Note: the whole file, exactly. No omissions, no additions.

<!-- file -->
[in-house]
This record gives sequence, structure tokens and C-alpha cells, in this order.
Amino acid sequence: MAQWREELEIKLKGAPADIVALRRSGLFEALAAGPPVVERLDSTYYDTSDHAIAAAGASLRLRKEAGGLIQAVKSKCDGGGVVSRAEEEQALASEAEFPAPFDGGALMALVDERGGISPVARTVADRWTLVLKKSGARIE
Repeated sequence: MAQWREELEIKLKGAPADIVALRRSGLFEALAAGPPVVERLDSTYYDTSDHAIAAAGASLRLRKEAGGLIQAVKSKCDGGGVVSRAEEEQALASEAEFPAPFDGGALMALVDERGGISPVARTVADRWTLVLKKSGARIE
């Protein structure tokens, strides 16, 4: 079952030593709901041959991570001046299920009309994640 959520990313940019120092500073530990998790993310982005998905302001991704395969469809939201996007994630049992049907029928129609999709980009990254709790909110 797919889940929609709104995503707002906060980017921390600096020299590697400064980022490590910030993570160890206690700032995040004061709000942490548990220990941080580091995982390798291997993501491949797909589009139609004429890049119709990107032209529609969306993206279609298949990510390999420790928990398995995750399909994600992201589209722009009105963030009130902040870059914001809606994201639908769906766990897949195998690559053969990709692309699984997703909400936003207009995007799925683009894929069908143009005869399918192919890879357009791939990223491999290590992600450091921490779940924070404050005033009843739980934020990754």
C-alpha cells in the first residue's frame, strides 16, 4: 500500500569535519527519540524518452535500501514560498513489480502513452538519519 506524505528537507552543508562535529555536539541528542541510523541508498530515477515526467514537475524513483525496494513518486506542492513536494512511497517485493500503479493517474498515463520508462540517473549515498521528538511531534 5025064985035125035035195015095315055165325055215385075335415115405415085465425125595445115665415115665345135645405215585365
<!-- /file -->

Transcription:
[in-house]
This record gives sequence, structure tokens and C-alpha cells, in this order.
Amino acid sequence: MAQWREELEIKLKGAPADIVALRRSGLFEALAAGPPVVERLDSTYYDTSDHAIAAAGASLRLRKEAGGLIQAVKSKCDGGGVVSRAEEEQALASEAEFPAPFDGGALMALVDERGGISPVARTVADRWTLVLKKSGARIE
Repeated sequence: MAQWREELEIKLKGAPADIVALRRSGLFEALAAGPPVVERLDSTYYDTSDHAIAAAGASLRLRKEAGGLIQAVKSKCDGGGVVSRAEEEQALASEAEFPAPFDGGALMALVDERGGISPVARTVADRWTLVLKKSGARIE
């Protein structure tokens, strides 16, 4: 079952030593709901041959991570001046299920009309994640 959520990313940019120092500073530990998790993310982005998905302001991704395969469809939201996007994630049992049907029928129609999709980009990254709790909110 797919889940929609709104995503707002906060980017921390600096020299590697400064980022490590910030993570160890206690700032995040004061709000942490548990220990941080580091995982390798291997993501491949797909589009139609004429890049119709990107032209529609969306993206279609298949990510390999420790928990398995995750399909994600992201589209722009009105963030009130902040870059914001809606994201639908769906766990897949195998690559053969990709692309699984997703909400936003207009995007799925683009894929069908143009005869399918192919890879357009791939990223491999290590992600450091921490779940924070404050005033009843739980934020990754």
C-alpha cells in the first residue's frame, strides 16, 4: 500500500569535519527519540524518452535500501514560498513489480502513452538519519 506524505528537507552543508562535529555536539541528542541510523541508498530515477515526467514537475524513483525496494513518486506542492513536494512511497517485493500503479493517474498515463520508462540517473549515498521528538511531534 5025064985035125035035195015095315055165325055215385075335415115405415085465425125595445115665415115665345135645405215585365